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The European Medicines Agency launched an in-depth review of the Russian coronavirus vaccine Sputnik V on Thursday. This makes it the first non-Western vaccine to be used in the EU of 27 countries.

Russia, which has been pushing for swift approval, was quick to say it was ready to shock 50 million Europeans as soon as the shot gets the green light from the Amsterdam-based European Medicines Agency.

Leading companies in Europe have embraced the idea of ​​using the vaccine developed in Russia as the continent grapples with the shortcomings of the three shocks currently approved for use.

“The EMA has launched an ongoing review of Sputnik V, a COVID-19 vaccine developed by Russia’s Gamaleya National Center for Epidemiology and Microbiology,” said a statement from the Amsterdam-based European Medicines Agency (EMA) .

The watchdog said its decision was based on clinical studies and laboratory tests that “suggest Sputnik V triggers the production of antibodies and immune cells that target the SARS-CoV-2 coronavirus and may help protect against COVID-19” .

“EMA will evaluate Sputnik V’s compliance with usual EU standards for efficacy, safety and quality,” she added.

The schedule for a possible approval should “take less time than normal” due to the work already done during the on-going review.

After a quick process that saw Sputnik approved for use in Russia last August and used in December prior to large-scale clinical trials, concerns about Sputnik initially arose.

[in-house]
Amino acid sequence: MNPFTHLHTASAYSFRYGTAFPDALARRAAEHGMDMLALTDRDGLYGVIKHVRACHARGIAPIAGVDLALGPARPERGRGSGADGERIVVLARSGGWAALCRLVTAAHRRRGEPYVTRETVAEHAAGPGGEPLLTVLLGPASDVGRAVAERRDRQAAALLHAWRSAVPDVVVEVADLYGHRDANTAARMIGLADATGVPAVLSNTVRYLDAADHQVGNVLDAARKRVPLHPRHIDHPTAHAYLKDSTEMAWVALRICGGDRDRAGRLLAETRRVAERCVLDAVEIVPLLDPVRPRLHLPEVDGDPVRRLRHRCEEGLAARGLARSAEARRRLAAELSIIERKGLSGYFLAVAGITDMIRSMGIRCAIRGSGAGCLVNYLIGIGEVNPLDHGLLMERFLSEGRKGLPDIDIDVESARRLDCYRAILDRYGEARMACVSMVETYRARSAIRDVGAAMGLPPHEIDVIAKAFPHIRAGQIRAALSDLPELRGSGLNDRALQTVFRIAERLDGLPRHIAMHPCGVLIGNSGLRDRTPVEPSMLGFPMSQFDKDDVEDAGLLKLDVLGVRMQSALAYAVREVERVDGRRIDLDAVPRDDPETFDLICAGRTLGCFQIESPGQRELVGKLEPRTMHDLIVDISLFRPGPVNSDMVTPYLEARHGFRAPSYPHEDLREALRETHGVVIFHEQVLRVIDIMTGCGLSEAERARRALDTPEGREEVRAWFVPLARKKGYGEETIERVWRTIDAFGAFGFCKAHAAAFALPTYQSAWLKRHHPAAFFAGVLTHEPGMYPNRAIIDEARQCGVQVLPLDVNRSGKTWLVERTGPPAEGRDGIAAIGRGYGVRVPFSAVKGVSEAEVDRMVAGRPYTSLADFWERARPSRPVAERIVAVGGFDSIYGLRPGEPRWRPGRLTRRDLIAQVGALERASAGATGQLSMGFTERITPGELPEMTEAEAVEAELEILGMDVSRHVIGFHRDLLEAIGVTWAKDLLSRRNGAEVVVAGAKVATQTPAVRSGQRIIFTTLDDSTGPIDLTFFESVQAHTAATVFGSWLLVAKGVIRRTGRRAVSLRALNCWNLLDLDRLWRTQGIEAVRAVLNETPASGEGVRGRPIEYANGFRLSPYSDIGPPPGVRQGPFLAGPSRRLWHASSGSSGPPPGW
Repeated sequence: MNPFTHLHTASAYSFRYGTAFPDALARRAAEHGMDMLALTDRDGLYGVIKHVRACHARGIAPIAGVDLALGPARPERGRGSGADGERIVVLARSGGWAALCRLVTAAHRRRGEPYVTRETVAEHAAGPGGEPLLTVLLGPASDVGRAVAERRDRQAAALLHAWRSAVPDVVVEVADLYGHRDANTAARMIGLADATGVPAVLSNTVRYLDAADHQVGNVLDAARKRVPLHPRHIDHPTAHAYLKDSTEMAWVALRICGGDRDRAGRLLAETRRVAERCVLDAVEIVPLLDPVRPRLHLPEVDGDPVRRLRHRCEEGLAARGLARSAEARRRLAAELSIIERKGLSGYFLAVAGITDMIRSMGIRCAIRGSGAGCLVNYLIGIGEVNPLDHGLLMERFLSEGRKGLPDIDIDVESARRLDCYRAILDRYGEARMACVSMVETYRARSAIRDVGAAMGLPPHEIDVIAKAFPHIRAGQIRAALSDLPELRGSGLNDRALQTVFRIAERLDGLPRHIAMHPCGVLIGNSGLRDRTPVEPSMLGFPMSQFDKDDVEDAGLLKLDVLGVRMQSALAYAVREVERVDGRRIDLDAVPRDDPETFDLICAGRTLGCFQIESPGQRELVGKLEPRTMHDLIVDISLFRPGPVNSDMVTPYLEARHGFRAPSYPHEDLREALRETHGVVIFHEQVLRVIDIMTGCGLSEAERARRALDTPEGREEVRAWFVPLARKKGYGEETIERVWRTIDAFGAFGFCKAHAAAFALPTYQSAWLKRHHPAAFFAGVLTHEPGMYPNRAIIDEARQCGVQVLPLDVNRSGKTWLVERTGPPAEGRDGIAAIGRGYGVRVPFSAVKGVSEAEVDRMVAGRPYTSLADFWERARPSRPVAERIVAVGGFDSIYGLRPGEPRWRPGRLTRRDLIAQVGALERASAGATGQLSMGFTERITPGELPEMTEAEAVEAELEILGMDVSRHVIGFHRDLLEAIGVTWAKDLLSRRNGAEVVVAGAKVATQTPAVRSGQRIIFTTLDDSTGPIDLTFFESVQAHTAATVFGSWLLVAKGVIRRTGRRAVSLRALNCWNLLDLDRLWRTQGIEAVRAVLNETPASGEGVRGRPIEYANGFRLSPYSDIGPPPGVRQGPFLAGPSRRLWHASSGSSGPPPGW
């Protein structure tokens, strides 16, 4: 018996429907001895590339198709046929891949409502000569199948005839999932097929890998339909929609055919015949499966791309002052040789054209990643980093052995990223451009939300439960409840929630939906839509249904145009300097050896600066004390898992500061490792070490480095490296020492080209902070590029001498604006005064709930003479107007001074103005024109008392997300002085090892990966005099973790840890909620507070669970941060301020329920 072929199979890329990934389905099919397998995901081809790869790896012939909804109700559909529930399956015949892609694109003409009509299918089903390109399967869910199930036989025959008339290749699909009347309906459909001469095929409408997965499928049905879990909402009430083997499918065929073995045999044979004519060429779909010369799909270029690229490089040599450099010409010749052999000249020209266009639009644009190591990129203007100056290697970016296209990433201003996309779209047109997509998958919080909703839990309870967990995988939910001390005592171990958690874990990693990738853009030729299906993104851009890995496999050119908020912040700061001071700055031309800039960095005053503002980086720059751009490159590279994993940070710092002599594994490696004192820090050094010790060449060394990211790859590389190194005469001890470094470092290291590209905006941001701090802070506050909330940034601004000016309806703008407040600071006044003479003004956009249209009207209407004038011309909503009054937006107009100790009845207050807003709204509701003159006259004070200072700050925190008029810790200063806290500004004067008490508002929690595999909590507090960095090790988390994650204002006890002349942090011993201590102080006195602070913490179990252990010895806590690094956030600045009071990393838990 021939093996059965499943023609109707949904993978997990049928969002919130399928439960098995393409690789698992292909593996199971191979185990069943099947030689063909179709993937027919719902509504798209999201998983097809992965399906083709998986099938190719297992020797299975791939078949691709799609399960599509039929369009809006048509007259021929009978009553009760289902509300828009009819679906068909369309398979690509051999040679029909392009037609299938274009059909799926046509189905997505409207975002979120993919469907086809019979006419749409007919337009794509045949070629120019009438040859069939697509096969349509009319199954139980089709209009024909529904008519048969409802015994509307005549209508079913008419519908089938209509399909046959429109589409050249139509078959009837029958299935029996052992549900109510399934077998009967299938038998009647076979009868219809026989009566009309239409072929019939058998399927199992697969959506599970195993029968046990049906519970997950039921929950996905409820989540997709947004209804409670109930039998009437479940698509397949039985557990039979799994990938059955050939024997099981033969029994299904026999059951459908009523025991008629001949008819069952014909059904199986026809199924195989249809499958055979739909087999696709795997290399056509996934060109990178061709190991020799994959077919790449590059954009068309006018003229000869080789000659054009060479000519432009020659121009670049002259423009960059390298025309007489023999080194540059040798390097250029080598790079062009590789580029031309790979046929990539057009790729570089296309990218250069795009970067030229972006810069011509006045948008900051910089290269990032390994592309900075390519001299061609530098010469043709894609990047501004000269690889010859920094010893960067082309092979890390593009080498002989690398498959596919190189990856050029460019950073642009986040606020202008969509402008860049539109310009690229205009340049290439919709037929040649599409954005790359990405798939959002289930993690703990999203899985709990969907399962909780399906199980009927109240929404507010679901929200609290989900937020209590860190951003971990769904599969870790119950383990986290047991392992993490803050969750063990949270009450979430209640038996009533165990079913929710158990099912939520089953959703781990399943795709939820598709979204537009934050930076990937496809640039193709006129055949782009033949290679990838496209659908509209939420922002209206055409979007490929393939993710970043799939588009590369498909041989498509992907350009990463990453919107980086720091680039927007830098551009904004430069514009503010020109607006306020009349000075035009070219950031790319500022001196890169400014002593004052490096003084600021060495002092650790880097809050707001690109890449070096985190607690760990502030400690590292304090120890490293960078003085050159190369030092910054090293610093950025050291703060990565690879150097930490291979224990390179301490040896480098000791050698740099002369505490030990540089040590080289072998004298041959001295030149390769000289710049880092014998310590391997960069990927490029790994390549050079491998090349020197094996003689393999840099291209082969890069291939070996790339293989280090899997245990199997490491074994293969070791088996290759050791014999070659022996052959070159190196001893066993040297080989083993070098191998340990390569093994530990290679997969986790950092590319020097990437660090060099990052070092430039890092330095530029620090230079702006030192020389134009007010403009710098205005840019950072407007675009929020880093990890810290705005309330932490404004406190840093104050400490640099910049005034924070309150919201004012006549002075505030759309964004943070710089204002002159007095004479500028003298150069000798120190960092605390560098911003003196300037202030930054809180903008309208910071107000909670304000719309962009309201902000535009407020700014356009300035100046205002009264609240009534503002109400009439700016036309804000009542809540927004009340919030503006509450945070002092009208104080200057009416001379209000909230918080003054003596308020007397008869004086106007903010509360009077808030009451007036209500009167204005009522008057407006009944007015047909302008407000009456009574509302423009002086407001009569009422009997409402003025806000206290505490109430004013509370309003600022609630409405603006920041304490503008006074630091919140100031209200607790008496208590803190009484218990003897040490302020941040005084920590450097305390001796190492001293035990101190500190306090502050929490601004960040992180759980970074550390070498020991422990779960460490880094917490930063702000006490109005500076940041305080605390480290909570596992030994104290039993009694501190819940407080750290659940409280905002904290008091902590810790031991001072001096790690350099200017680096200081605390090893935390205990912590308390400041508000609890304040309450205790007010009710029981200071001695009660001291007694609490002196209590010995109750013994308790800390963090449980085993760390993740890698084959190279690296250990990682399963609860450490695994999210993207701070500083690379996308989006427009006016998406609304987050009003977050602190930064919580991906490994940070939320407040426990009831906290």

However, the Lancet Medical Journal published results in February showing that Sputnik V is 91.6 percent effective, based on studies in the third phase with more than 20,000 volunteers.

Hungary has since broken its ranks and is the first EU country to approve and order the vaccine, while the Czech Republic and Slovakia have also ordered Sputnik shares.

“Inspection process”

The three products approved so far for use in the block are the US-German Pfizer BioNTech shot, the shot from the US company Moderna and the vaccine developed by the British-Swedish company AstraZeneca at Oxford University.

US-based Johnson & Johnson has also applied for approval while Novavax and CureVac are currently under review.

Russia and the EMA have been arguing over the approval process for Sputnik in recent weeks.

The makers of Sputnik insisted in February that they had requested an ongoing review to begin and told the watchdog to hurry up. However, the EMA said at the time that it had not received such a request.

As it is the first non-Western developed vaccine to be used in the EU, officials have stated that Sputnik’s manufacturing facilities outside the block would need to be inspected.

“They do not produce in Europe, so there should of course be an inspection process at the production sites,” said the head of the European Commission, Ursula von der Leyen, on February 17th.

Brussels was concerned about Russian and Chinese vaccines, fearing Moscow and Beijing would use them as soft-power tools.

Von der Leyen himself raised questions about why Moscow was so keen to enforce the vaccine against the EU.

“Overall, I have to say we are still wondering why Russia is theoretically offering billions and billions of doses while not making sufficient progress in vaccinating its own people,” she said.

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© 2021 AFP

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